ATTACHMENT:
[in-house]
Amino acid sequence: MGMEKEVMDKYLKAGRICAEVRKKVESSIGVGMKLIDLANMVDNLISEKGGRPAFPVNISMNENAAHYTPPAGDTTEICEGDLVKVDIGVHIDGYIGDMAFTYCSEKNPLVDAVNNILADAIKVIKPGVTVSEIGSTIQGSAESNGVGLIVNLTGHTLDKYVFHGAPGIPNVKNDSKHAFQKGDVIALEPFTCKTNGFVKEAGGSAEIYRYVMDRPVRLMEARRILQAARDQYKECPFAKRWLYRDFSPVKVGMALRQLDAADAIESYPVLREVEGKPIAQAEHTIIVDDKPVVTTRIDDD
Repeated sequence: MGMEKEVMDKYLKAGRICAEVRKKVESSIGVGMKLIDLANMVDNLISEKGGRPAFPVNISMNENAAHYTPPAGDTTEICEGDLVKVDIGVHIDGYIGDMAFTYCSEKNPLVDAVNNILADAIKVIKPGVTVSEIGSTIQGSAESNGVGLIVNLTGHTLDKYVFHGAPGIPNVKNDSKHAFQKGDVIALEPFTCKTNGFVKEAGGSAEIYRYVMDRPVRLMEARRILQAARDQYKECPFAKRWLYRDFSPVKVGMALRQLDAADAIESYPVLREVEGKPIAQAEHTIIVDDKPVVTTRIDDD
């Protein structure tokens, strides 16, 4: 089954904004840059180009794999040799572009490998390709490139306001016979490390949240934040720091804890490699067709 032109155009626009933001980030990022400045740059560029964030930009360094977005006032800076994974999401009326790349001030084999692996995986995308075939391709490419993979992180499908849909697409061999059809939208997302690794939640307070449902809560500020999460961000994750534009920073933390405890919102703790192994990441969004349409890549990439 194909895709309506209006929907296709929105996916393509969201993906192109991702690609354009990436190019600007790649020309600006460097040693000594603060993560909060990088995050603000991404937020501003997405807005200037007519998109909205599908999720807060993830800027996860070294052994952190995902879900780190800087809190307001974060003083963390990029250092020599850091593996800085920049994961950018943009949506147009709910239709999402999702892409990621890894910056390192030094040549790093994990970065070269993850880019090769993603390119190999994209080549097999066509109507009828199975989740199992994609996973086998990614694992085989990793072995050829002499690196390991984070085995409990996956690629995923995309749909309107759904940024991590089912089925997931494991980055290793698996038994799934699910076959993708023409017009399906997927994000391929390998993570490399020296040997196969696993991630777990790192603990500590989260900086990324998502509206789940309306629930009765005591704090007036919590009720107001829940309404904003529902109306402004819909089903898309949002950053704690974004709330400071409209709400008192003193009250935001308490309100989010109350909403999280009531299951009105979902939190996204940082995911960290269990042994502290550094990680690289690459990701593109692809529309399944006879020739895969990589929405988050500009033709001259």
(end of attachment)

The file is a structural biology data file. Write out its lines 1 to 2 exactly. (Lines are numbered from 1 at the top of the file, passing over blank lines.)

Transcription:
[in-house]
Amino acid sequence: MGMEKEVMDKYLKAGRICAEVRKKVESSIGVGMKLIDLANMVDNLISEKGGRPAFPVNISMNENAAHYTPPAGDTTEICEGDLVKVDIGVHIDGYIGDMAFTYCSEKNPLVDAVNNILADAIKVIKPGVTVSEIGSTIQGSAESNGVGLIVNLTGHTLDKYVFHGAPGIPNVKNDSKHAFQKGDVIALEPFTCKTNGFVKEAGGSAEIYRYVMDRPVRLMEARRILQAARDQYKECPFAKRWLYRDFSPVKVGMALRQLDAADAIESYPVLREVEGKPIAQAEHTIIVDDKPVVTTRIDDD